In brief: The shortage of everything from raw materials to chips and other essential components is having a ripple effect on the electronics and auto industries, but that's only the beginning. Suppliers in North America, Asia, and Europe are now facing an even bigger problem—the rising difficulty and cost of finding skilled workers to keep the industry machine going at a time when demand is higher than it's been in years.
The ongoing chip shortage has put a lot of strain on the supply chains of many tech companies. Still, there's an even bigger problem looming over electronics manufacturers, some of which have gone on a hiring spree to meet high consumer demand in the holiday quarter. Almost 80 percent of them now say that it's become harder to find qualified workers for their factories.
According to the IPC—who represents chipmakers, contract manufacturers like Foxconn, and other suppliers—the cost of finding skilled workers has grown considerably over the past year. This trend is expected to continue well into 2022. The timing is unfortunate, as demand for everything with a chip inside is more robust than it's been in years.
The organization surveyed hundreds of suppliers from Asia, North America, and Europe to get a clearer picture of the overall electronics manufacturing value chain. It looks like two-thirds of American companies are having trouble acquiring a skilled workforce, and the situation is similar for European suppliers. Meanwhile, only a third of Asian suppliers have this problem, primarily thanks to lower labor costs and more relaxed worker safety regulations.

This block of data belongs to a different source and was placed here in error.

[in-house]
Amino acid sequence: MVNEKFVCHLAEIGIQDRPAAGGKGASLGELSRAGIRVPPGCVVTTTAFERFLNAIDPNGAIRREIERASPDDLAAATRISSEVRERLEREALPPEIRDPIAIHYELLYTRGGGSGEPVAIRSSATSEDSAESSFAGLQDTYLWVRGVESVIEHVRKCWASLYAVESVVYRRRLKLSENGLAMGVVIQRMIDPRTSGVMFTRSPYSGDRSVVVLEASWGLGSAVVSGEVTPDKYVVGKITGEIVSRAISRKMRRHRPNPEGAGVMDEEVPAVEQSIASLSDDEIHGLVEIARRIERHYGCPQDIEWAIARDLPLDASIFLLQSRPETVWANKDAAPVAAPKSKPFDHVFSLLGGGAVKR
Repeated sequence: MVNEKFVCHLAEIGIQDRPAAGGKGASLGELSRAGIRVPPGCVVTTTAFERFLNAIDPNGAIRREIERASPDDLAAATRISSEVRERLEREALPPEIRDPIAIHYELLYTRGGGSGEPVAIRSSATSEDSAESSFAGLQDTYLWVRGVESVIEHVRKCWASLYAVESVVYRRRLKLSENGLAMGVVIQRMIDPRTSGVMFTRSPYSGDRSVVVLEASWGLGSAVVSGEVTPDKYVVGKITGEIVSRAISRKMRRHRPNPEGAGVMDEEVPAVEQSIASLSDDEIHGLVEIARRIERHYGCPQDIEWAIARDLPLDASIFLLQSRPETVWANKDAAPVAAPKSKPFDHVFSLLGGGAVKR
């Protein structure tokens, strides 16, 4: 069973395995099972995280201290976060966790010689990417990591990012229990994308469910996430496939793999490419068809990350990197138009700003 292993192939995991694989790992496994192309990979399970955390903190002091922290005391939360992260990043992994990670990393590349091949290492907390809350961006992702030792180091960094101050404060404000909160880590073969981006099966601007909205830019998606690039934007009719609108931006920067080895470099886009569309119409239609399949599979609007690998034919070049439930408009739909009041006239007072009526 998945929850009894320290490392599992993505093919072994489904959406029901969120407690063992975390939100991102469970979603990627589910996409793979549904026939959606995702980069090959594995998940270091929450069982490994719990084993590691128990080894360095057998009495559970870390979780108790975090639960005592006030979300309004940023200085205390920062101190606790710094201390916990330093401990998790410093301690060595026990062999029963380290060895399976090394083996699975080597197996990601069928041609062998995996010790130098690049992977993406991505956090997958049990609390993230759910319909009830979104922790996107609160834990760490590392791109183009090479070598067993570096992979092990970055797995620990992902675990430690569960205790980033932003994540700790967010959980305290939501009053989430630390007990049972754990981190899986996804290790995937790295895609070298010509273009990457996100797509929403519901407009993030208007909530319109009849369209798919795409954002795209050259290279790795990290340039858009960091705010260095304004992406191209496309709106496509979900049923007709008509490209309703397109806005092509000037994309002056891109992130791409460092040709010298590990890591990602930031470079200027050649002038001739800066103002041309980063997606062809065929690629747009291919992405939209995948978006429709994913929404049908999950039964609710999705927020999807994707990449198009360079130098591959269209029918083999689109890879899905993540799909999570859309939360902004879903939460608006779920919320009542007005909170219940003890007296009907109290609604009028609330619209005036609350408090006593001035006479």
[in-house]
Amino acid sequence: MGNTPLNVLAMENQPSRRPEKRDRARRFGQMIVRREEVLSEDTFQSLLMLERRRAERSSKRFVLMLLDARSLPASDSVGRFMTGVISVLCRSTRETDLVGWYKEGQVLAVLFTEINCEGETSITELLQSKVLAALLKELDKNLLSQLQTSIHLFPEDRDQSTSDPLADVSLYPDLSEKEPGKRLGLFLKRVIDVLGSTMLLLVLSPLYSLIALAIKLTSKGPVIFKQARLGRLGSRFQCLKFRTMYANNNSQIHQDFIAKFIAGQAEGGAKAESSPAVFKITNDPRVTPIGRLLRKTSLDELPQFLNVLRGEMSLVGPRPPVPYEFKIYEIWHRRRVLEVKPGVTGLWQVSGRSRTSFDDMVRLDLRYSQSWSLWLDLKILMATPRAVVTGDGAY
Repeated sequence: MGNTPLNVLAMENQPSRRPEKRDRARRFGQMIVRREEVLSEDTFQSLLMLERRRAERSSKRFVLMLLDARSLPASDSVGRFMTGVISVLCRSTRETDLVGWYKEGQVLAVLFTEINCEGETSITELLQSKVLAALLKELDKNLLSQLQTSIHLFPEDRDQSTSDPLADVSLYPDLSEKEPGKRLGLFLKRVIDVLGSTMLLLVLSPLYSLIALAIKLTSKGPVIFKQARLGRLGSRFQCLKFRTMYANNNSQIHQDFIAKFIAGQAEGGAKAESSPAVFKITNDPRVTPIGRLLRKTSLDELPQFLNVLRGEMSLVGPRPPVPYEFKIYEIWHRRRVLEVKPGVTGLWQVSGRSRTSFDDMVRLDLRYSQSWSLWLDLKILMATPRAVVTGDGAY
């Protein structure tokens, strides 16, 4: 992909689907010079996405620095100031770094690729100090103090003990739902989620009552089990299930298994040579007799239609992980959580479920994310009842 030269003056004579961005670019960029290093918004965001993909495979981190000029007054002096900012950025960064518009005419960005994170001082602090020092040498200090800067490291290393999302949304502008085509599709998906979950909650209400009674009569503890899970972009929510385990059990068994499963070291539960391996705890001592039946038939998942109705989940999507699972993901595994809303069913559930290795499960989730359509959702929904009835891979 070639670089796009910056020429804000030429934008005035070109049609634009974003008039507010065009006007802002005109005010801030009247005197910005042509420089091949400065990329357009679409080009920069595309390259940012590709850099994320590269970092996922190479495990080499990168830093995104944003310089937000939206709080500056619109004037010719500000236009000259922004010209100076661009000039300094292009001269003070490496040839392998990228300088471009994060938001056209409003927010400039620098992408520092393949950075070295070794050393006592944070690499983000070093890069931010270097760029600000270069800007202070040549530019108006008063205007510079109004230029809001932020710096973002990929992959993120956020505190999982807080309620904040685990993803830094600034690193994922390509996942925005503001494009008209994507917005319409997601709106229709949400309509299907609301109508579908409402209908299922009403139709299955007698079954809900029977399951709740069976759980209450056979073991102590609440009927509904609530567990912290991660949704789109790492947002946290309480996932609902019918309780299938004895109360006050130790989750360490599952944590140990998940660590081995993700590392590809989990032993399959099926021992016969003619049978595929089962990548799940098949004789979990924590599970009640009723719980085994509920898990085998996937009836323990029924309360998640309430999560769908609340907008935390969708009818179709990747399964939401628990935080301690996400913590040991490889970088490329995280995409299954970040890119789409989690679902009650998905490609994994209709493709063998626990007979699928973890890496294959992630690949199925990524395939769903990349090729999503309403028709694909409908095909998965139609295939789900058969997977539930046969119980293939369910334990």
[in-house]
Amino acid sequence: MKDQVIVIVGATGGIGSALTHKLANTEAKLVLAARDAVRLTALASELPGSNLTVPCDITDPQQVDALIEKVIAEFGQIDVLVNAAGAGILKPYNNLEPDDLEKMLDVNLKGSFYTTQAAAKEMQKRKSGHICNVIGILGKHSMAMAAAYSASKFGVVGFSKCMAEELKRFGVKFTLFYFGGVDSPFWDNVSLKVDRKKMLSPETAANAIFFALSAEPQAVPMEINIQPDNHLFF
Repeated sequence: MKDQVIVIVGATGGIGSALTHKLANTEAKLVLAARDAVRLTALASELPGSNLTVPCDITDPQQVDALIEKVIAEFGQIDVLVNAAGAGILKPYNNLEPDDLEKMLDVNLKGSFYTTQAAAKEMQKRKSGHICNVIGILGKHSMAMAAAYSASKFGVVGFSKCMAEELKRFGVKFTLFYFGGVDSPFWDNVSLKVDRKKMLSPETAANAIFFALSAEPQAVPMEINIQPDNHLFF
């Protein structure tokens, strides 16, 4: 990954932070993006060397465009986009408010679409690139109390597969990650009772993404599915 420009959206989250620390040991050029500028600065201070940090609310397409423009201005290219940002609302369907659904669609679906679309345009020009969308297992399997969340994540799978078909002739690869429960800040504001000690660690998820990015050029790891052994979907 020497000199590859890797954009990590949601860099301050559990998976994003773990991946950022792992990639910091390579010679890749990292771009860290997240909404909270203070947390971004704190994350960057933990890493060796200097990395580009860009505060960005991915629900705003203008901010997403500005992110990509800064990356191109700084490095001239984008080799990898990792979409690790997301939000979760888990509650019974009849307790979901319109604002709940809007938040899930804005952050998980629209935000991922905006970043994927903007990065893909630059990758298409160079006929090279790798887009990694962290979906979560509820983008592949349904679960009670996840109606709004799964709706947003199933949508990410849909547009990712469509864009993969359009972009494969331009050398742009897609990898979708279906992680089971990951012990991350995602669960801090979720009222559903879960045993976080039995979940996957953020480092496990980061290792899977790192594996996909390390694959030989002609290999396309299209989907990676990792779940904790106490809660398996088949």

Solving this problem isn't easy, but almost half of the organizations surveyed said they were retraining existing employees and offering more attractive compensation for in-demand positions. That said, new Covid-19 outbreaks have led to travel restrictions, especially in Asia, making it more challenging for companies to bring in more factory workers and engineering talent.
Interestingly, 90 percent of all companies that participated in the survey said the cost of materials and components had risen considerably over the past year, cutting deep into profit margins. This fluctuation is in line with a report this month that rare earth metal prices have exploded in the past twelve months, which could lead to increased retail prices for all electronics as soon as next year.
Automakers are among the hardest hit among all customers for these suppliers. According to AlixPartners, the auto industry will likely lose a whopping $210 billion in revenue this year, almost twice as much as previous estimates released in May. Many automakers have had to scale back production amid the chip shortage, which is expected to cause a loss of 7.7 million car units from this year's manufacturing target.
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